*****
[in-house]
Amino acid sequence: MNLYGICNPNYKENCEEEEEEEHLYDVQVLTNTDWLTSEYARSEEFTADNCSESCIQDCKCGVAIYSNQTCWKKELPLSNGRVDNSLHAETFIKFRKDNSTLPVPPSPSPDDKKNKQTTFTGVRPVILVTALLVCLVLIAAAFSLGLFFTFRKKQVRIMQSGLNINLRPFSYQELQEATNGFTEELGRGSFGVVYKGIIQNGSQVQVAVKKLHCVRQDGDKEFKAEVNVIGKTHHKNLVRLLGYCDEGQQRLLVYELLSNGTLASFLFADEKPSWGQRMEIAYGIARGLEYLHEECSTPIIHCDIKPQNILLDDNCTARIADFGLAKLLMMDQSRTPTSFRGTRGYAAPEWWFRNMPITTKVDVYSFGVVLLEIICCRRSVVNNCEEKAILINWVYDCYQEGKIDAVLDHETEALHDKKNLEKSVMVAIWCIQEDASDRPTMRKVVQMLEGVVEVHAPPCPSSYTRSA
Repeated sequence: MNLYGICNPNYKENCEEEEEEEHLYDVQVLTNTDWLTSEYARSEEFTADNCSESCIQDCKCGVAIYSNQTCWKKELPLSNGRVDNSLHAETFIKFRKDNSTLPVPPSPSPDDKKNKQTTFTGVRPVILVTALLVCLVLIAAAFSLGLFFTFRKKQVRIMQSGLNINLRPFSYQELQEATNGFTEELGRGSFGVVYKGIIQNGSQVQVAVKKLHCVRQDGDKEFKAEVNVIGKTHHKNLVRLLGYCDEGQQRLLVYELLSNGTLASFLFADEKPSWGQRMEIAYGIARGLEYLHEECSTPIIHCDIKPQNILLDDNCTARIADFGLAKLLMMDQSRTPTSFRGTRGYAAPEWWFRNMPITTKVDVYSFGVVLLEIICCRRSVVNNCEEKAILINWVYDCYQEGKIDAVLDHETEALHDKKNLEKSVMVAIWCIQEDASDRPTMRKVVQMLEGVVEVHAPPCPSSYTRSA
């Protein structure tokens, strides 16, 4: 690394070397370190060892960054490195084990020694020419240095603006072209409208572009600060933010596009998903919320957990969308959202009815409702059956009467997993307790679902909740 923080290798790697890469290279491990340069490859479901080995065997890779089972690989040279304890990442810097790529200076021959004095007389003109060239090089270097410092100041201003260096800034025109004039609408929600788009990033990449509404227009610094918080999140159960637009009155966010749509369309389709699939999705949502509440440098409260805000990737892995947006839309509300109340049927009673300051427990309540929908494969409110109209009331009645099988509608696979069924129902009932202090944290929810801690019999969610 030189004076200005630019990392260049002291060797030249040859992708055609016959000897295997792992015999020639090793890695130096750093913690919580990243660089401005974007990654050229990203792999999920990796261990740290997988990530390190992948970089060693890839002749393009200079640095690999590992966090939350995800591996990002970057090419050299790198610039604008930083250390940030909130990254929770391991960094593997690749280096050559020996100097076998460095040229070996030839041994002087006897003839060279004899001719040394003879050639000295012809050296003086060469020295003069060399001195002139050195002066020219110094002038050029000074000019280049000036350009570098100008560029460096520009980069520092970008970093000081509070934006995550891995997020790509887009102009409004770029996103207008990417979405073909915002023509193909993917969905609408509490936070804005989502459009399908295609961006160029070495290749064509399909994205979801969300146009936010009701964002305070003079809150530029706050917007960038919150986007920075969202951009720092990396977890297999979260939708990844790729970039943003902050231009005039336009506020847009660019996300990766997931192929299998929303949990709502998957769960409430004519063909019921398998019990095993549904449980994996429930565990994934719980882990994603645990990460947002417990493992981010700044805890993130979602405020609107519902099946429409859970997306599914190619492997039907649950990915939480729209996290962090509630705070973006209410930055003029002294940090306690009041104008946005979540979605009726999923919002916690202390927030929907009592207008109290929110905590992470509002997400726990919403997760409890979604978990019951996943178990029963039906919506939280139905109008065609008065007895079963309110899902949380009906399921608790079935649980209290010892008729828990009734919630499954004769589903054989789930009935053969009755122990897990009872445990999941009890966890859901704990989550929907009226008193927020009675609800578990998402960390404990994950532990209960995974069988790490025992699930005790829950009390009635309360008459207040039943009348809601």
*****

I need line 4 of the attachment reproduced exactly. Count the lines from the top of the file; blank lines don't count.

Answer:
């Protein structure tokens, strides 16, 4: 690394070397370190060892960054490195084990020694020419240095603006072209409208572009600060933010596009998903919320957990969308959202009815409702059956009467997993307790679902909740 923080290798790697890469290279491990340069490859479901080995065997890779089972690989040279304890990442810097790529200076021959004095007389003109060239090089270097410092100041201003260096800034025109004039609408929600788009990033990449509404227009610094918080999140159960637009009155966010749509369309389709699939999705949502509440440098409260805000990737892995947006839309509300109340049927009673300051427990309540929908494969409110109209009331009645099988509608696979069924129902009932202090944290929810801690019999969610 030189004076200005630019990392260049002291060797030249040859992708055609016959000897295997792992015999020639090793890695130096750093913690919580990243660089401005974007990654050229990203792999999920990796261990740290997988990530390190992948970089060693890839002749393009200079640095690999590992966090939350995800591996990002970057090419050299790198610039604008930083250390940030909130990254929770391991960094593997690749280096050559020996100097076998460095040229070996030839041994002087006897003839060279004899001719040394003879050639000295012809050296003086060469020295003069060399001195002139050195002066020219110094002038050029000074000019280049000036350009570098100008560029460096520009980069520092970008970093000081509070934006995550891995997020790509887009102009409004770029996103207008990417979405073909915002023509193909993917969905609408509490936070804005989502459009399908295609961006160029070495290749064509399909994205979801969300146009936010009701964002305070003079809150530029706050917007960038919150986007920075969202951009720092990396977890297999979260939708990844790729970039943003902050231009005039336009506020847009660019996300990766997931192929299998929303949990709502998957769960409430004519063909019921398998019990095993549904449980994996429930565990994934719980882990994603645990990460947002417990493992981010700044805890993130979602405020609107519902099946429409859970997306599914190619492997039907649950990915939480729209996290962090509630705070973006209410930055003029002294940090306690009041104008946005979540979605009726999923919002916690202390927030929907009592207008109290929110905590992470509002997400726990919403997760409890979604978990019951996943178990029963039906919506939280139905109008065609008065007895079963309110899902949380009906399921608790079935649980209290010892008729828990009734919630499954004769589903054989789930009935053969009755122990897990009872445990999941009890966890859901704990989550929907009226008193927020009675609800578990998402960390404990994950532990209960995974069988790490025992699930005790829950009390009635309360008459207040039943009348809601």